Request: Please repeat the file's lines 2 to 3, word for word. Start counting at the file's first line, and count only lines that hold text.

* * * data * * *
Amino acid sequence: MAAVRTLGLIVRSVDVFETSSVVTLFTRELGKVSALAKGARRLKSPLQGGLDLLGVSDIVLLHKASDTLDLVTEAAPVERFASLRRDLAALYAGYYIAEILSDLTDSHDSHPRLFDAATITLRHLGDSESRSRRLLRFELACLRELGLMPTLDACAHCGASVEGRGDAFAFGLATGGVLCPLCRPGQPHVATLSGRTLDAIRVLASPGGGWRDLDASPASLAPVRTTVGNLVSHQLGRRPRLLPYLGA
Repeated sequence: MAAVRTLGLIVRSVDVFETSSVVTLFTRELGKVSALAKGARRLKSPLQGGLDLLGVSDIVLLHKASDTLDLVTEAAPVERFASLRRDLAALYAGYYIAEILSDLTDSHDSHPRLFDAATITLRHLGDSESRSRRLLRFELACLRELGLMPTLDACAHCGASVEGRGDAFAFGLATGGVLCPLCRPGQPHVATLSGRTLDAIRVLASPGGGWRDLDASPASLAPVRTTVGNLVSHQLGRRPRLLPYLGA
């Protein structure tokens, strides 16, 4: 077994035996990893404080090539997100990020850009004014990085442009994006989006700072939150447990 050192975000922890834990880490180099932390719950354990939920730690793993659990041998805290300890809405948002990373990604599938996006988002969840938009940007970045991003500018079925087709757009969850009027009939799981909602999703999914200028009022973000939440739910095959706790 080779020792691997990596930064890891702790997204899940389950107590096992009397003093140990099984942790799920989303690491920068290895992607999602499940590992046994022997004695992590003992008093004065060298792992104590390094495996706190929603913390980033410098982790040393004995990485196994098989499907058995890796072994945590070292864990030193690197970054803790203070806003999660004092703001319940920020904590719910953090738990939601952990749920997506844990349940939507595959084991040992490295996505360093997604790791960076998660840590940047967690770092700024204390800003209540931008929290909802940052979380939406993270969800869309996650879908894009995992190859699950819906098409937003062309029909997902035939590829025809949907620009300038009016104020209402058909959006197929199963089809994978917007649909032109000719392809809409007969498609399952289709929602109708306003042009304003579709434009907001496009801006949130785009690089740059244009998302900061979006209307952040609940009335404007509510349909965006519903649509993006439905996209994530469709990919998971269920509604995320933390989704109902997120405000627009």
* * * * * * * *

Repeated sequence: MAAVRTLGLIVRSVDVFETSSVVTLFTRELGKVSALAKGARRLKSPLQGGLDLLGVSDIVLLHKASDTLDLVTEAAPVERFASLRRDLAALYAGYYIAEILSDLTDSHDSHPRLFDAATITLRHLGDSESRSRRLLRFELACLRELGLMPTLDACAHCGASVEGRGDAFAFGLATGGVLCPLCRPGQPHVATLSGRTLDAIRVLASPGGGWRDLDASPASLAPVRTTVGNLVSHQLGRRPRLLPYLGA
């Protein structure tokens, strides 16, 4: 077994035996990893404080090539997100990020850009004014990085442009994006989006700072939150447990 050192975000922890834990880490180099932390719950354990939920730690793993659990041998805290300890809405948002990373990604599938996006988002969840938009940007970045991003500018079925087709757009969850009027009939799981909602999703999914200028009022973000939440739910095959706790 080779020792691997990596930064890891702790997204899940389950107590096992009397003093140990099984942790799920989303690491920068290895992607999602499940590992046994022997004695992590003992008093004065060298792992104590390094495996706190929603913390980033410098982790040393004995990485196994098989499907058995890796072994945590070292864990030193690197970054803790203070806003999660004092703001319940920020904590719910953090738990939601952990749920997506844990349940939507595959084991040992490295996505360093997604790791960076998660840590940047967690770092700024204390800003209540931008929290909802940052979380939406993270969800869309996650879908894009995992190859699950819906098409937003062309029909997902035939590829025809949907620009300038009016104020209402058909959006197929199963089809994978917007649909032109000719392809809409007969498609399952289709929602109708306003042009304003579709434009907001496009801006949130785009690089740059244009998302900061979006209307952040609940009335404007509510349909965006519903649509993006439905996209994530469709990919998971269920509604995320933390989704109902997120405000627009």